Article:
Networked World 
Jan 14, 2013
In ongoing multibillion-dollar overhaul of the nation’s air traffic control (ATC) system is designed to make commercial aviation more efficient, more environmentally friendly and safer by 2025.
But some white-hat hackers are questioning the safety part. The Next Generation Air Transportation System (NextGen) will rely on Global Positioning Systems (GPS) instead of radar. And so far, several hackers have said they were able to demonstrate the capability to hijack aircraft by spoofing their GPS components.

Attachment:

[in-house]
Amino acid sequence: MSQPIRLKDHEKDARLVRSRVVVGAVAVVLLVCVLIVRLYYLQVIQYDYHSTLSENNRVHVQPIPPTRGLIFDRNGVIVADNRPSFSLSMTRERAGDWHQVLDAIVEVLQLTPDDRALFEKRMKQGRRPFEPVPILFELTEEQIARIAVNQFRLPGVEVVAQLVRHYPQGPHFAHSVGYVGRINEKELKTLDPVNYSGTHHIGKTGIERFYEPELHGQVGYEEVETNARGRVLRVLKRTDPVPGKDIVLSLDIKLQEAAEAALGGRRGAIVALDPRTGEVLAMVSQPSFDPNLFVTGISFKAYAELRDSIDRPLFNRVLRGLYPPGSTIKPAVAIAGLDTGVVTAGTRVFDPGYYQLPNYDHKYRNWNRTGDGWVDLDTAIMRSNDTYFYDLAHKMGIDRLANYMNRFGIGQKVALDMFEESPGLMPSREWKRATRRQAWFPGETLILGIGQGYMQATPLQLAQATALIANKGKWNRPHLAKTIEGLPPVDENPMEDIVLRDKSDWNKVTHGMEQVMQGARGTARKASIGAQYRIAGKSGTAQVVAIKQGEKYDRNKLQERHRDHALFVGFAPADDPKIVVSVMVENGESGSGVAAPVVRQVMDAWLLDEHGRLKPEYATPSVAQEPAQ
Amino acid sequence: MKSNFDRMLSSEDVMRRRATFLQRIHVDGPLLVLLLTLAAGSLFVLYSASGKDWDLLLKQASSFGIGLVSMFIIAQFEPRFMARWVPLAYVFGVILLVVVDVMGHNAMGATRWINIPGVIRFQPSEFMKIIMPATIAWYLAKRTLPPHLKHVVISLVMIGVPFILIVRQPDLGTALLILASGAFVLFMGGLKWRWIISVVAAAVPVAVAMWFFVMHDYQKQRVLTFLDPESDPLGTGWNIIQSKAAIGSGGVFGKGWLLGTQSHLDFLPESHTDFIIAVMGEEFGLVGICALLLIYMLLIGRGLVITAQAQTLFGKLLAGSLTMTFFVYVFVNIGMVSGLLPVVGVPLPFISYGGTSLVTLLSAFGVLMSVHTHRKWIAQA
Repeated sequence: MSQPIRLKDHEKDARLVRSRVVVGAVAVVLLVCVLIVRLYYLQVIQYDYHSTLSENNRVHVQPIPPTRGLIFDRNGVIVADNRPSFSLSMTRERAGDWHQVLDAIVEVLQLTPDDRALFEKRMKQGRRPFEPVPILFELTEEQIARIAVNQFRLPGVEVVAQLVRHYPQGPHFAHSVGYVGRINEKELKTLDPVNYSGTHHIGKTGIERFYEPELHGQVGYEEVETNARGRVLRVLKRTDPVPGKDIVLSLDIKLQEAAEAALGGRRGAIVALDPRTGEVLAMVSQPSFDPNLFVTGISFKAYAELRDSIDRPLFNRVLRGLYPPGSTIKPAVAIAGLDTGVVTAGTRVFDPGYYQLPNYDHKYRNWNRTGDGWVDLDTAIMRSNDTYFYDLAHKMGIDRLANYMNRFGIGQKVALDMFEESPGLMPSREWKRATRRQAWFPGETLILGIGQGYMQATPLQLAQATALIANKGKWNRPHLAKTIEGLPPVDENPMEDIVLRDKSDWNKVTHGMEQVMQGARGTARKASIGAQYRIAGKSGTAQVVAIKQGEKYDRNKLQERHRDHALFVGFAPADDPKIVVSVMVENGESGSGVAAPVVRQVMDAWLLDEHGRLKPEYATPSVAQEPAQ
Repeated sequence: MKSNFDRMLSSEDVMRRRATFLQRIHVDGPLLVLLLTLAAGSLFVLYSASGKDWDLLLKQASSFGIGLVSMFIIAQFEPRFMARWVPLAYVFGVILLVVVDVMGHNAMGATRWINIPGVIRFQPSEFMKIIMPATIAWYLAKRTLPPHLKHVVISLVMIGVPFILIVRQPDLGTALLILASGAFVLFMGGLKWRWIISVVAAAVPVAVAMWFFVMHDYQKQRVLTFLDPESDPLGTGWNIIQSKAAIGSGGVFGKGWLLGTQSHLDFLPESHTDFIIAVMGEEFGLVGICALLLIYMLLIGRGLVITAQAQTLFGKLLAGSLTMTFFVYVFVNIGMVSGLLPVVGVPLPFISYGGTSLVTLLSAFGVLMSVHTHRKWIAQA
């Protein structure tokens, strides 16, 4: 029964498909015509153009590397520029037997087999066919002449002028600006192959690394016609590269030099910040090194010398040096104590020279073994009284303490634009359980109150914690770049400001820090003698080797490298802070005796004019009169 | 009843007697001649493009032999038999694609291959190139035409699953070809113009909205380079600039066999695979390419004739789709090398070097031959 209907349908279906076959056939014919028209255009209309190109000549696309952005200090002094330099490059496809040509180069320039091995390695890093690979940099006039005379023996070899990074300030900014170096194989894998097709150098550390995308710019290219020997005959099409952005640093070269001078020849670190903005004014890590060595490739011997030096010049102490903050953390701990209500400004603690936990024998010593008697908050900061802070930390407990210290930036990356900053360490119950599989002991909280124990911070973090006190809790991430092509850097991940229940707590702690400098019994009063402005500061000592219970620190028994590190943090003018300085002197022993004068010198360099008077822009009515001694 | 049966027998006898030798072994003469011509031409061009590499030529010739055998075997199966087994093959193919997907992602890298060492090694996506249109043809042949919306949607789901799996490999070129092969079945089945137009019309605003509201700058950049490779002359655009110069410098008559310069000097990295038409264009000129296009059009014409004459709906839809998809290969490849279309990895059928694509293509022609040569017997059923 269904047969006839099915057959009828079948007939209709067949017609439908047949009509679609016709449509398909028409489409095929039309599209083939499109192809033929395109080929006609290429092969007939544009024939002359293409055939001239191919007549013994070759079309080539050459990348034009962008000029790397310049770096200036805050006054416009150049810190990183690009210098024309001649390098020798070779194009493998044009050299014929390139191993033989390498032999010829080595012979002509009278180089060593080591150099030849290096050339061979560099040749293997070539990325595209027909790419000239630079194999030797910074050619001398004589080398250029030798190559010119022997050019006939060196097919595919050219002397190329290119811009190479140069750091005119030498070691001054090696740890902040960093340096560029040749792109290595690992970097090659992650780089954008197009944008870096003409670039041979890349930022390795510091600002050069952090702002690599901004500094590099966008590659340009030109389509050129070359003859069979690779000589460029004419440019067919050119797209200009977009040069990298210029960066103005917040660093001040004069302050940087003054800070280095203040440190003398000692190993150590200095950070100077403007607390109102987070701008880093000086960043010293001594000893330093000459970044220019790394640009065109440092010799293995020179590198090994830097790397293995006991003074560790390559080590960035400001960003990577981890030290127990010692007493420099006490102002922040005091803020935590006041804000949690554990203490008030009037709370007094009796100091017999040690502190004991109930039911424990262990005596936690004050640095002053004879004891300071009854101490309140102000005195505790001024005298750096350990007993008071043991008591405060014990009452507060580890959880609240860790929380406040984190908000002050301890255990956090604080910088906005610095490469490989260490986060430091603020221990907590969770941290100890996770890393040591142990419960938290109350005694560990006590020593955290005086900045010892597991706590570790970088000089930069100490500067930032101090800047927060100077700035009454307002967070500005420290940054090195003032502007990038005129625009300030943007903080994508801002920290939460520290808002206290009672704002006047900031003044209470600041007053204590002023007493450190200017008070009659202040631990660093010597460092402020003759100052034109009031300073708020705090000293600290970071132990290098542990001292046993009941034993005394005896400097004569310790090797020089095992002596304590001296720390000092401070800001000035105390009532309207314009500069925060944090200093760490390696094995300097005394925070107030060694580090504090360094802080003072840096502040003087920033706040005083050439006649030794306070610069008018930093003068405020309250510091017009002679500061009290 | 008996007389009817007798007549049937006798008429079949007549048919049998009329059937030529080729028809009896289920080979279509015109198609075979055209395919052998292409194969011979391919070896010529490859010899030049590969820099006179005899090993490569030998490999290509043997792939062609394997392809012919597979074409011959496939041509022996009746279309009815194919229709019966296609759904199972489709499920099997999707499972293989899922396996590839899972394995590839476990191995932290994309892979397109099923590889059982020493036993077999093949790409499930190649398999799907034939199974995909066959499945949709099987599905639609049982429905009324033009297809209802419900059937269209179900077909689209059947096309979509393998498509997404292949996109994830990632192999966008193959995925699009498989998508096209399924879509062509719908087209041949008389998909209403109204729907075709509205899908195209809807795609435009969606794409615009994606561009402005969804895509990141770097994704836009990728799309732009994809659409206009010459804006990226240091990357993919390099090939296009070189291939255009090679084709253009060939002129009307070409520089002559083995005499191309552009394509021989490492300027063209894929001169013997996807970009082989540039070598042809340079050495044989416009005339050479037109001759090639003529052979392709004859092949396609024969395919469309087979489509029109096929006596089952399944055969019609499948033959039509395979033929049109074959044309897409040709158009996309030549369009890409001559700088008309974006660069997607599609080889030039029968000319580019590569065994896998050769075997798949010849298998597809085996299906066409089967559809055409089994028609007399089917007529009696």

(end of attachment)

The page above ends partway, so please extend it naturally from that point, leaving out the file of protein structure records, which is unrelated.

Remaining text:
The Federal Aviation Administration (FAA) has declared that it already has multiple measures to detect fake signals. But it has so far not allowed any independent testing of the system.
The hacking exploits are not new. National Public Radio’s “All Tech Considered” reported last August that Brad Haines, a Canadian computer consultant known online as “RenderMan,” noted that the radio signals aircraft will send out to mark their identity and location under NextGen, called automatic dependent surveillance-broadcast (ADS-B), were both unencrypted and unauthenticated.